Deducting Laptop From Schedule E

4 Replies

Hi, BP

How do we deduct a new laptop on the Schedule E form?

As you may know, each property has a separate column where we can deduct the property's expenses like: Mortgage Interest paid, Taxes and Repairs.

Under what expense would we deduct the cost of a new laptop? Supplies?

Also, since the laptop is being used to service and manage all the properties, under what column/property do we put it in?

Thank you,

Andy

Not sure what your capitalization threshold is, but if it's under that amount any reasonable method of expense allocation should suffice. I usually put my items in supplies or maintenance (or anything else that makes sense) and simply divide it equally to each property. 

You can get more sophisticated and allocate according to gross rent (or something else) if you think it's worth the effort to establish a closer relational basis of allocation.

Originally posted by @Andy R. :

Hi, BP

How do we deduct a new laptop on the Schedule E form?

As you may know, each property has a separate column where we can deduct the property's expenses like: Mortgage Interest paid, Taxes and Repairs.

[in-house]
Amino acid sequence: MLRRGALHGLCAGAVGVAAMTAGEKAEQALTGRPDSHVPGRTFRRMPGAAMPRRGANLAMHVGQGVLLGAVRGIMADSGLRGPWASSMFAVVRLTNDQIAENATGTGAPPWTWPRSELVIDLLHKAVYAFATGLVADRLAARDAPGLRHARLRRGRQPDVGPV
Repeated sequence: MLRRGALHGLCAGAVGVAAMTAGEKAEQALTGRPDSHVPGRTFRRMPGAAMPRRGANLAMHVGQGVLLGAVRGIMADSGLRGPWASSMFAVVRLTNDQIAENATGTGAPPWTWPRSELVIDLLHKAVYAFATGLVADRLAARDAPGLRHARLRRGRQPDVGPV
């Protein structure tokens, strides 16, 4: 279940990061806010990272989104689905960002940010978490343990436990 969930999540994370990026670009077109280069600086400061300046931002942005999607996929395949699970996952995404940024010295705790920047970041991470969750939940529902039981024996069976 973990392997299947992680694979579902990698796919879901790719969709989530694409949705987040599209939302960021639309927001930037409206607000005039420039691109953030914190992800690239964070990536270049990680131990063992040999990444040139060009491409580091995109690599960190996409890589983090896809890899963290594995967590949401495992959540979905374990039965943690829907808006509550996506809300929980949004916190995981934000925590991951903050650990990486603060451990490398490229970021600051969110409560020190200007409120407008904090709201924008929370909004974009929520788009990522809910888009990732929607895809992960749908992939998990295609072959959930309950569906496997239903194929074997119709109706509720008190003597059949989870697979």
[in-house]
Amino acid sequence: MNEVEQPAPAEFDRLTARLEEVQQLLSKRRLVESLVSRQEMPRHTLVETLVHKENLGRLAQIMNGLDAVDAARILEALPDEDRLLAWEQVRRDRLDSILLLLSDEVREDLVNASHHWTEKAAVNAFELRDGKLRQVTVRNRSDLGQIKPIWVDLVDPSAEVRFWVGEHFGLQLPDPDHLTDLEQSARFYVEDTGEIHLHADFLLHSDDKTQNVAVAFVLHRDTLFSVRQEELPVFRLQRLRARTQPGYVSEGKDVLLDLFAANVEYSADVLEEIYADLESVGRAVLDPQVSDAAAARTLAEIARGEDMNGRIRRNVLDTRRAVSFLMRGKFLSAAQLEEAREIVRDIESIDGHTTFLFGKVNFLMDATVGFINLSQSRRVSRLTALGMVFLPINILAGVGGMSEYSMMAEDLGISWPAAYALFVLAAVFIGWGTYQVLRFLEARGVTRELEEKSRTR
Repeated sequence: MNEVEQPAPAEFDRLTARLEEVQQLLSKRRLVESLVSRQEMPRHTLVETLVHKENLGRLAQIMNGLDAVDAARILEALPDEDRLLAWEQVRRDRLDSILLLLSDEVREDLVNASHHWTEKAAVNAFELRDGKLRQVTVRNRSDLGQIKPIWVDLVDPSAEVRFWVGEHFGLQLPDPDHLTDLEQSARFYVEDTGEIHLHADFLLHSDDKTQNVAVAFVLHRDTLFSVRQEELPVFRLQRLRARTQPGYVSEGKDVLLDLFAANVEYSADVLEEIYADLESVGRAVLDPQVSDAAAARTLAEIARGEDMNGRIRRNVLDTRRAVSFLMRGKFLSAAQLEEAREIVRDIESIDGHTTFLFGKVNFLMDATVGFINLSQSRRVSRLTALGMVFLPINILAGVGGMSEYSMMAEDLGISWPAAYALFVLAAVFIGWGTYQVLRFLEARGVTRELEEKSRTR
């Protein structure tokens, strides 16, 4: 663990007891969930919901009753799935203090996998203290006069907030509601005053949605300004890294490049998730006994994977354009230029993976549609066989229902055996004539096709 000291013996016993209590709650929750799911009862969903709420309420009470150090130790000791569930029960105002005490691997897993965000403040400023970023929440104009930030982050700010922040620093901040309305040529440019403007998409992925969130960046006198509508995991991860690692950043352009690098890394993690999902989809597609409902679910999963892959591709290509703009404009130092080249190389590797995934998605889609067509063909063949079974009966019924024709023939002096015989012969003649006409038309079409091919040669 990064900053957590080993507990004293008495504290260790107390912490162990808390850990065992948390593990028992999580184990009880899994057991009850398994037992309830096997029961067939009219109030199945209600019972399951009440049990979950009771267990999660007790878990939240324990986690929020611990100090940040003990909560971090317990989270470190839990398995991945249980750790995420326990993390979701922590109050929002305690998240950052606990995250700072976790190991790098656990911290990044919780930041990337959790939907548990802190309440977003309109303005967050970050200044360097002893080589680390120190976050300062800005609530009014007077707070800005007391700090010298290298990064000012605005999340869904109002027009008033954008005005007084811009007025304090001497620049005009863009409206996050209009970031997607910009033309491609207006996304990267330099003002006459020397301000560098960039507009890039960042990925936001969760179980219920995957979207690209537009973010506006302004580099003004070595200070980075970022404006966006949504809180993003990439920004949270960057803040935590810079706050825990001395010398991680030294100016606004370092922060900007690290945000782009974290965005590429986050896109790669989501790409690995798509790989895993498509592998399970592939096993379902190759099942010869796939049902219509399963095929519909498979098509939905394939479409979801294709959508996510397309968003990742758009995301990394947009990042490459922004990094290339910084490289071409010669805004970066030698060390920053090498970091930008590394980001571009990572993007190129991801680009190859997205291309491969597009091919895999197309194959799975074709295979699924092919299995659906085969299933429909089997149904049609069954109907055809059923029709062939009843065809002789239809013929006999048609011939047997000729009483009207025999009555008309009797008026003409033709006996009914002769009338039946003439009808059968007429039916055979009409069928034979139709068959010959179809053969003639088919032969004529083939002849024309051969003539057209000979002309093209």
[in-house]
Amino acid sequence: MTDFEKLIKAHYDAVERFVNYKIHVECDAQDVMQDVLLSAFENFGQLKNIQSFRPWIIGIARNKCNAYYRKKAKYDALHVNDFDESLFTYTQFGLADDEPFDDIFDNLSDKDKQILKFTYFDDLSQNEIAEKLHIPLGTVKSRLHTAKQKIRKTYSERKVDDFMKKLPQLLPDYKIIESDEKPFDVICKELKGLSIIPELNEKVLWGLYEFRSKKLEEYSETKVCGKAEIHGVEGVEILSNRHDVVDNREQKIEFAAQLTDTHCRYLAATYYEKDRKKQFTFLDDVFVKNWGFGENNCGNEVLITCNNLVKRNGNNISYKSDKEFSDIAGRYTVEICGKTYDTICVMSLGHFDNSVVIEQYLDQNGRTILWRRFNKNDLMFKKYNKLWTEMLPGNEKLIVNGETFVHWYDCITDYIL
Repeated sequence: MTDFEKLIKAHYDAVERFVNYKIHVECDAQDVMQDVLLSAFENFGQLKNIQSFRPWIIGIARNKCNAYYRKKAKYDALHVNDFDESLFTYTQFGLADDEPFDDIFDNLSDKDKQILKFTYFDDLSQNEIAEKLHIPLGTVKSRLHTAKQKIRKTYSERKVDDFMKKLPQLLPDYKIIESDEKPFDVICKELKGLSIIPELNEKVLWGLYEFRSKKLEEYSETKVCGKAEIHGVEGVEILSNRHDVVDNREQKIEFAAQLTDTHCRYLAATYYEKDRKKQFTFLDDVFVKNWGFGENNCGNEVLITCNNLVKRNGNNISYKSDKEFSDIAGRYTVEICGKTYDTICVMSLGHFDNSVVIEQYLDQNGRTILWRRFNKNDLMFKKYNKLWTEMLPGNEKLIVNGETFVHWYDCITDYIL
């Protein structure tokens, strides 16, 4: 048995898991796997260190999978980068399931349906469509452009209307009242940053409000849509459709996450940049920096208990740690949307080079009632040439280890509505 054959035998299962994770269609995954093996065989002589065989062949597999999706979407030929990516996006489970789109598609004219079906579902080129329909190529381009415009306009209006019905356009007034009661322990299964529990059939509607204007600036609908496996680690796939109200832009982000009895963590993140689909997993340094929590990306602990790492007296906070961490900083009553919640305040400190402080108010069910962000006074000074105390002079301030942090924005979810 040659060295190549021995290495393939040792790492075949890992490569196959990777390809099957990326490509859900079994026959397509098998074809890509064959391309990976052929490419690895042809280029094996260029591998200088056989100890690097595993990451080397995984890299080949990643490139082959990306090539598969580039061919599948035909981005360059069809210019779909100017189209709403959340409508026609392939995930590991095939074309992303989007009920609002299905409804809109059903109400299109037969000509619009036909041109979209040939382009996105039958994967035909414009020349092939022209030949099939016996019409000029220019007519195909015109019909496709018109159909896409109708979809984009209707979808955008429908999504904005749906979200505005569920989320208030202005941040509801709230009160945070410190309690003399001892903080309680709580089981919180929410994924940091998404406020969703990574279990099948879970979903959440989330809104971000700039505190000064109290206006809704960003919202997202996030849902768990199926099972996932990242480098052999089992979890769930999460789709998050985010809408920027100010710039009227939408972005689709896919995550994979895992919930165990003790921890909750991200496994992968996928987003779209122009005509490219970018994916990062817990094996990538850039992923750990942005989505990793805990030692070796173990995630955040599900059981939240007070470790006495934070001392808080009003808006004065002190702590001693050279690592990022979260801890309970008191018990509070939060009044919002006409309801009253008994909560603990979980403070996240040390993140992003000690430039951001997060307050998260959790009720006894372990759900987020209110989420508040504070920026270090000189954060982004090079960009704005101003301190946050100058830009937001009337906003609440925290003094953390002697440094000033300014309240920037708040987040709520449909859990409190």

Under what expense would we deduct the cost of a new laptop? Supplies?

Also, since the laptop is being used to service and manage all the properties, under what column/property do we put it in?

Thank you,

Andy

 Yes, you can if it's under $2500. Make sure you attach de minimus election on your tax return. 

Hopefully, the laptop is 100%. 

Or, if you are subject to QBI income Limitation, it will make sense to capitalize your asset so that your asset basis for QBI deduction goes up. f this goes over your head, talk to tax advisor. 

I sometimes will categorize an expense under one property even though it is used for many.  An example is my PO Box.  Rather than divide $60 up over X-number of properties, I charge the whole amount against one property.  The IRS won't care as long as it's a legit expense because it impacts your tax liability the same as if you divvy it up over multiple properties.  It simplifies things and doesn't materially affect cash flow.  Not sure how much you spent on this lap top, but if under $1000 I'd just put it against one property.  In 3 years, it won't even show up as a blip on the radar.